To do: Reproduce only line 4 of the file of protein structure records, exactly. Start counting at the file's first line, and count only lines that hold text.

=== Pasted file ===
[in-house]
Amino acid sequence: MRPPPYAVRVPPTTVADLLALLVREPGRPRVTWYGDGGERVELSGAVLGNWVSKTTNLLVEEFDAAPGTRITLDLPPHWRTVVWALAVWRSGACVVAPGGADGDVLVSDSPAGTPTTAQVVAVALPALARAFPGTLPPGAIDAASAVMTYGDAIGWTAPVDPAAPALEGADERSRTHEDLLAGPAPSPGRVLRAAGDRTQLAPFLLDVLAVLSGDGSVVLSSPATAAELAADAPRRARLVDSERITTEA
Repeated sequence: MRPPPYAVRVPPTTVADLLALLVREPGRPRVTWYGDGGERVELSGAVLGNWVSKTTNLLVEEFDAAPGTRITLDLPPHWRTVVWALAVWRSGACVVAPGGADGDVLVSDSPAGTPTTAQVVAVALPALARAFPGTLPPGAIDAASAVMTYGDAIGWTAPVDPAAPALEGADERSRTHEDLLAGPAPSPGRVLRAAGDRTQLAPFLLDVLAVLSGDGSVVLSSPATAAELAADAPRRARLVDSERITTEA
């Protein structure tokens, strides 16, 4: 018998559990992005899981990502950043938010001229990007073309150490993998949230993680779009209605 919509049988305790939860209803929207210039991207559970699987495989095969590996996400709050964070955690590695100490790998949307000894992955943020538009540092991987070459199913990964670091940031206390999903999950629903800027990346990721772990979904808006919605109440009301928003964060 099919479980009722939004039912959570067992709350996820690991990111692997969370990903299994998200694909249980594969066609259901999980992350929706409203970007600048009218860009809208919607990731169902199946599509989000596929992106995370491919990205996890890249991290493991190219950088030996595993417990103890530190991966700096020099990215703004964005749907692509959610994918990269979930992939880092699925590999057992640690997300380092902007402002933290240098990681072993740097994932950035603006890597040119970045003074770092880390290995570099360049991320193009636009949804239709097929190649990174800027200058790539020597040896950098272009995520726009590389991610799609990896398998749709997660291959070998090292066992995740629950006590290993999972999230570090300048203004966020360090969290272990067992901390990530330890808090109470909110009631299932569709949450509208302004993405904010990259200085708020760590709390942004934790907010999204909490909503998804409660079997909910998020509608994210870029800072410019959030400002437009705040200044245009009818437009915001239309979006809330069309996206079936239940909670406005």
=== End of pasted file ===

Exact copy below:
């Protein structure tokens, strides 16, 4: 018998559990992005899981990502950043938010001229990007073309150490993998949230993680779009209605 919509049988305790939860209803929207210039991207559970699987495989095969590996996400709050964070955690590695100490790998949307000894992955943020538009540092991987070459199913990964670091940031206390999903999950629903800027990346990721772990979904808006919605109440009301928003964060 099919479980009722939004039912959570067992709350996820690991990111692997969370990903299994998200694909249980594969066609259901999980992350929706409203970007600048009218860009809208919607990731169902199946599509989000596929992106995370491919990205996890890249991290493991190219950088030996595993417990103890530190991966700096020099990215703004964005749907692509959610994918990269979930992939880092699925590999057992640690997300380092902007402002933290240098990681072993740097994932950035603006890597040119970045003074770092880390290995570099360049991320193009636009949804239709097929190649990174800027200058790539020597040896950098272009995520726009590389991610799609990896398998749709997660291959070998090292066992995740629950006590290993999972999230570090300048203004966020360090969290272990067992901390990530330890808090109470909110009631299932569709949450509208302004993405904010990259200085708020760590709390942004934790907010999204909490909503998804409660079997909910998020509608994210870029800072410019959030400002437009705040200044245009009818437009915001239309979006809330069309996206079936239940909670406005």